According to the book’s jacket, Jules Verne: The Man Who Invented the Future, first published in Germany as The Man Who Invented the Future in 1960, has been adopted for official reading in the public schools of Bavaria. Born’s book is of interest to young readers because of the worthiness of its subject matter and because of its educational value. The author maintains a literary tone throughout the book, but his excitement about Verne is apparent and infuses the reader with similar delight. Born successfully penetrates the larger-than-life image of his subject and reveals his failures and successes. He also presents several important, universal themes.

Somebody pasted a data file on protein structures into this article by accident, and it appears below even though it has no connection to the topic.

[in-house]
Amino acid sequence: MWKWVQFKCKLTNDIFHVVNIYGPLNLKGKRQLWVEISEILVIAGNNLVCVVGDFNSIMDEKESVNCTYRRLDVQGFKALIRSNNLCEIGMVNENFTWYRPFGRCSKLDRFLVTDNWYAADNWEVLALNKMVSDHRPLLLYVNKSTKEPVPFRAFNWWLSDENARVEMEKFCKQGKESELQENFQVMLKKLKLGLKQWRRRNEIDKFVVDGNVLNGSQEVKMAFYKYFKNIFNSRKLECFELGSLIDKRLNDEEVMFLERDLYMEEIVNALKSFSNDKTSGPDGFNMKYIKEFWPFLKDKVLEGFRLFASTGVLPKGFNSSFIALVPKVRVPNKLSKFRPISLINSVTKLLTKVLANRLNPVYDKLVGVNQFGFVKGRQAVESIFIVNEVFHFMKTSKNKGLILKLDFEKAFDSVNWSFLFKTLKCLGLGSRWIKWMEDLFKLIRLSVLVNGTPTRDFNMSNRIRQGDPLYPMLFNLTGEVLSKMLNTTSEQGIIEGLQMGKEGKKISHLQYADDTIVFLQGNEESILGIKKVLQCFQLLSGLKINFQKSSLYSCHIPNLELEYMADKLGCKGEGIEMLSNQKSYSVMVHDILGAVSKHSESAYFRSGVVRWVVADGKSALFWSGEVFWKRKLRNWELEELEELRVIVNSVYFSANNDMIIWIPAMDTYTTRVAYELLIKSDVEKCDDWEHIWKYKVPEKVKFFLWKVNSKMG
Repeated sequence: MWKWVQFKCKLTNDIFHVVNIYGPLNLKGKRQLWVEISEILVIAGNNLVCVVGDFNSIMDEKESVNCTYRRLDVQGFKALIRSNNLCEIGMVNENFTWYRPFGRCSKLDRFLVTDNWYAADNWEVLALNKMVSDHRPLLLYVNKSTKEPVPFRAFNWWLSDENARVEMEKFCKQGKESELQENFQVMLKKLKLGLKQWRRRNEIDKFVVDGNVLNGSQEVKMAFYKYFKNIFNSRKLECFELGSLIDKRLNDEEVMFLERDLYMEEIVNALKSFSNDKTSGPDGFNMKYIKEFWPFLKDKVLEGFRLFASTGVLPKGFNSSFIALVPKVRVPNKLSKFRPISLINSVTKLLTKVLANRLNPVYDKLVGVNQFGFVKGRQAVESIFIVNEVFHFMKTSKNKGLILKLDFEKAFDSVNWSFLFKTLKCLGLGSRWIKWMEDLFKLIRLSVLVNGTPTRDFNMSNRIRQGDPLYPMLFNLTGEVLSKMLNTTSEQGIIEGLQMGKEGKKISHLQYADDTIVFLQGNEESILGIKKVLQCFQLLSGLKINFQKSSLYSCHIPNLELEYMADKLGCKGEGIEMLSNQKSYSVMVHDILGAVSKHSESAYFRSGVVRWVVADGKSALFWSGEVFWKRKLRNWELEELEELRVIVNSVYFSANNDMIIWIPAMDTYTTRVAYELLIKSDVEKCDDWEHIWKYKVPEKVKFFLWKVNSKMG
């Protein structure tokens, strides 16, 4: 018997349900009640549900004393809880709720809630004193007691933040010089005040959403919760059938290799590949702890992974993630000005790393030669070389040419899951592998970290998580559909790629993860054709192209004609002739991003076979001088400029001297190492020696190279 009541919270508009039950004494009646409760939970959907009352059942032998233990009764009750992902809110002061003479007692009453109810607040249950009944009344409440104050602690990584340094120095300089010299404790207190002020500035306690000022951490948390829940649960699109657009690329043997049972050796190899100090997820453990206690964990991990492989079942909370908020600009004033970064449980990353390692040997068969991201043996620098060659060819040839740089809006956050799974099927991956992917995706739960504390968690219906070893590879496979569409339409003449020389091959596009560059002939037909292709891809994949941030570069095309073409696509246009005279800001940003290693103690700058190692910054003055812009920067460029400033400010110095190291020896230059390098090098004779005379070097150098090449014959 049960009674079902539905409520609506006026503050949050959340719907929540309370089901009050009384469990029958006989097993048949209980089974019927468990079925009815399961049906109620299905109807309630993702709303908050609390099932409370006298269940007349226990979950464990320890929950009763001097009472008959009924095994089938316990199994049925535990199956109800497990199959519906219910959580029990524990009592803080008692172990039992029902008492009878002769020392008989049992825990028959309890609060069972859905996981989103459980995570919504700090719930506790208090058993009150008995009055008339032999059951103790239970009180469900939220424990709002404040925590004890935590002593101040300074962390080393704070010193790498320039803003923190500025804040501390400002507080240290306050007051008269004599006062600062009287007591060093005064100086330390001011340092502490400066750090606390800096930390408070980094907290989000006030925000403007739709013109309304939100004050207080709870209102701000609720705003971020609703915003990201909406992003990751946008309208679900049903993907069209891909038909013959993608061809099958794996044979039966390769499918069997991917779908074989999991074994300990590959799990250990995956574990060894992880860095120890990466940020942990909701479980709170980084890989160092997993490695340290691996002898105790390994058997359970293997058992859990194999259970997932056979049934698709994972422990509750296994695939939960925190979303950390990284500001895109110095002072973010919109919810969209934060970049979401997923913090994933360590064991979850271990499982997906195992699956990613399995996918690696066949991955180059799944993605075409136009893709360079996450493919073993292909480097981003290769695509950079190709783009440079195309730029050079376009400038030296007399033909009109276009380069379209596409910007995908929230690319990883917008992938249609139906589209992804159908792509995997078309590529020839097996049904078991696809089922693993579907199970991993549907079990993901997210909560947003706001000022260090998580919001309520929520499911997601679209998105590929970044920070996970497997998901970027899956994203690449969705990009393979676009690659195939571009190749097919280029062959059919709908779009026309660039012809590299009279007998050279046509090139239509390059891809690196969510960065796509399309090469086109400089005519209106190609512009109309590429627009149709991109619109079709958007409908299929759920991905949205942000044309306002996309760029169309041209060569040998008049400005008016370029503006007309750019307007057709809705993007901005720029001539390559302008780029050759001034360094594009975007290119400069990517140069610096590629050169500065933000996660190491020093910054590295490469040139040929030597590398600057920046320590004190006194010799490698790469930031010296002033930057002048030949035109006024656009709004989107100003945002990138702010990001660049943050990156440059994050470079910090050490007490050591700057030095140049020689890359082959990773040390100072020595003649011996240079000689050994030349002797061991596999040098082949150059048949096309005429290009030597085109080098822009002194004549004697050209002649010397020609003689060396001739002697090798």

Verne’s discovery of the public library—a warm, book-filled haven where he began a lifelong pattern of extensive scientific reading and research—is a turning point in the book, a moment of personal liberation, and a powerful lesson to the young reader. Verne’s story is inspirational because he never gives up in his search for the greatness that exists within him. Born also illustrates the fact that, although Verne propelled his own destiny through vision, perseverance, and hard work, the impact that he had on large numbers of people was also a major factor in his success. These factors, combined with Born’s explanations of contemporary world events, make Jules Verne a classic young adult biography.